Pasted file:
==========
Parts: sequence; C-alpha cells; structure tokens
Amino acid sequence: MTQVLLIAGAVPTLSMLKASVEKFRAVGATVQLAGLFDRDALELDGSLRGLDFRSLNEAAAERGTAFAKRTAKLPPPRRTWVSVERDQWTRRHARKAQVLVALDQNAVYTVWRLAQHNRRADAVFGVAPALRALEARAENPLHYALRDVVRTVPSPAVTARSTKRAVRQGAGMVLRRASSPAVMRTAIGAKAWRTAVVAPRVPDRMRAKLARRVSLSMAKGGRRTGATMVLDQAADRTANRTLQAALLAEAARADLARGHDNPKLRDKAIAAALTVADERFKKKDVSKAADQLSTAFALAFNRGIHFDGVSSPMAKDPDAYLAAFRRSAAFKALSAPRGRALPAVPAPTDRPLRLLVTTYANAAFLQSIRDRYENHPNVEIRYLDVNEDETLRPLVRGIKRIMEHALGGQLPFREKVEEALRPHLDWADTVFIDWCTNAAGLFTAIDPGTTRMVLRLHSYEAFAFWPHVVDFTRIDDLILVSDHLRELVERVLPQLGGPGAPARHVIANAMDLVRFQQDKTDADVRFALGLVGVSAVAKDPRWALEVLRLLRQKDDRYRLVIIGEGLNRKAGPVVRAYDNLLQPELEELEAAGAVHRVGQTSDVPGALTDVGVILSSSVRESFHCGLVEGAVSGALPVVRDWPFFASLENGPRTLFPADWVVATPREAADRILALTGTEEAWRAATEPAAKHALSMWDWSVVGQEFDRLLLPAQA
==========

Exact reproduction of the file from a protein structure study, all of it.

Parts: sequence; C-alpha cells; structure tokens
Amino acid sequence: MTQVLLIAGAVPTLSMLKASVEKFRAVGATVQLAGLFDRDALELDGSLRGLDFRSLNEAAAERGTAFAKRTAKLPPPRRTWVSVERDQWTRRHARKAQVLVALDQNAVYTVWRLAQHNRRADAVFGVAPALRALEARAENPLHYALRDVVRTVPSPAVTARSTKRAVRQGAGMVLRRASSPAVMRTAIGAKAWRTAVVAPRVPDRMRAKLARRVSLSMAKGGRRTGATMVLDQAADRTANRTLQAALLAEAARADLARGHDNPKLRDKAIAAALTVADERFKKKDVSKAADQLSTAFALAFNRGIHFDGVSSPMAKDPDAYLAAFRRSAAFKALSAPRGRALPAVPAPTDRPLRLLVTTYANAAFLQSIRDRYENHPNVEIRYLDVNEDETLRPLVRGIKRIMEHALGGQLPFREKVEEALRPHLDWADTVFIDWCTNAAGLFTAIDPGTTRMVLRLHSYEAFAFWPHVVDFTRIDDLILVSDHLRELVERVLPQLGGPGAPARHVIANAMDLVRFQQDKTDADVRFALGLVGVSAVAKDPRWALEVLRLLRQKDDRYRLVIIGEGLNRKAGPVVRAYDNLLQPELEELEAAGAVHRVGQTSDVPGALTDVGVILSSSVRESFHCGLVEGAVSGALPVVRDWPFFASLENGPRTLFPADWVVATPREAADRILALTGTEEAWRAATEPAAKHALSMWDWSVVGQEFDRLLLPAQA